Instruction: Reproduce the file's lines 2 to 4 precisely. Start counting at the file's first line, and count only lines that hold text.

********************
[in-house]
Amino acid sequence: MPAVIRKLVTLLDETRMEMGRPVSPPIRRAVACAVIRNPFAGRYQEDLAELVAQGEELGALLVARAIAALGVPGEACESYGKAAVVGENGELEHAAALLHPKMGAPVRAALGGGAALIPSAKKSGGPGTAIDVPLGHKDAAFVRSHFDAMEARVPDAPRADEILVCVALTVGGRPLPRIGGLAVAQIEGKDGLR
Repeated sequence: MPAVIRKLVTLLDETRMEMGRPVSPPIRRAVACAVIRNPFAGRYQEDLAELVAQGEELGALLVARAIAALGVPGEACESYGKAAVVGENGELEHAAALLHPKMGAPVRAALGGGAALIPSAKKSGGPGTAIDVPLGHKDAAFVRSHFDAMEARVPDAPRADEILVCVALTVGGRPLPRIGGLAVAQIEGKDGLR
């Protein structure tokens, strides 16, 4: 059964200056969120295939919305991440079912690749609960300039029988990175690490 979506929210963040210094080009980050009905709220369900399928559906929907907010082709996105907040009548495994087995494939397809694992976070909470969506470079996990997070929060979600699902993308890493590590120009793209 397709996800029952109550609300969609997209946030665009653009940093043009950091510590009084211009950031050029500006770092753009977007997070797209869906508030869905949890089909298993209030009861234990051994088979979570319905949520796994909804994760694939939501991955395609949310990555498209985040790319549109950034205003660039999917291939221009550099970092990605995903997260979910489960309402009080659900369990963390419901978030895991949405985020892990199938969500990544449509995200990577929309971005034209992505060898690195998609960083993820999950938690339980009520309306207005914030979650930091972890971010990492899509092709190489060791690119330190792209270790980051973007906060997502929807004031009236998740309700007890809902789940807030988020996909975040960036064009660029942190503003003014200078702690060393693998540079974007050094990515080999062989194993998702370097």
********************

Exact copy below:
Amino acid sequence: MPAVIRKLVTLLDETRMEMGRPVSPPIRRAVACAVIRNPFAGRYQEDLAELVAQGEELGALLVARAIAALGVPGEACESYGKAAVVGENGELEHAAALLHPKMGAPVRAALGGGAALIPSAKKSGGPGTAIDVPLGHKDAAFVRSHFDAMEARVPDAPRADEILVCVALTVGGRPLPRIGGLAVAQIEGKDGLR
Repeated sequence: MPAVIRKLVTLLDETRMEMGRPVSPPIRRAVACAVIRNPFAGRYQEDLAELVAQGEELGALLVARAIAALGVPGEACESYGKAAVVGENGELEHAAALLHPKMGAPVRAALGGGAALIPSAKKSGGPGTAIDVPLGHKDAAFVRSHFDAMEARVPDAPRADEILVCVALTVGGRPLPRIGGLAVAQIEGKDGLR
């Protein structure tokens, strides 16, 4: 059964200056969120295939919305991440079912690749609960300039029988990175690490 979506929210963040210094080009980050009905709220369900399928559906929907907010082709996105907040009548495994087995494939397809694992976070909470969506470079996990997070929060979600699902993308890493590590120009793209 397709996800029952109550609300969609997209946030665009653009940093043009950091510590009084211009950031050029500006770092753009977007997070797209869906508030869905949890089909298993209030009861234990051994088979979570319905949520796994909804994760694939939501991955395609949310990555498209985040790319549109950034205003660039999917291939221009550099970092990605995903997260979910489960309402009080659900369990963390419901978030895991949405985020892990199938969500990544449509995200990577929309971005034209992505060898690195998609960083993820999950938690339980009520309306207005914030979650930091972890971010990492899509092709190489060791690119330190792209270790980051973007906060997502929807004031009236998740309700007890809902789940807030988020996909975040960036064009660029942190503003003014200078702690060393693998540079974007050094990515080999062989194993998702370097």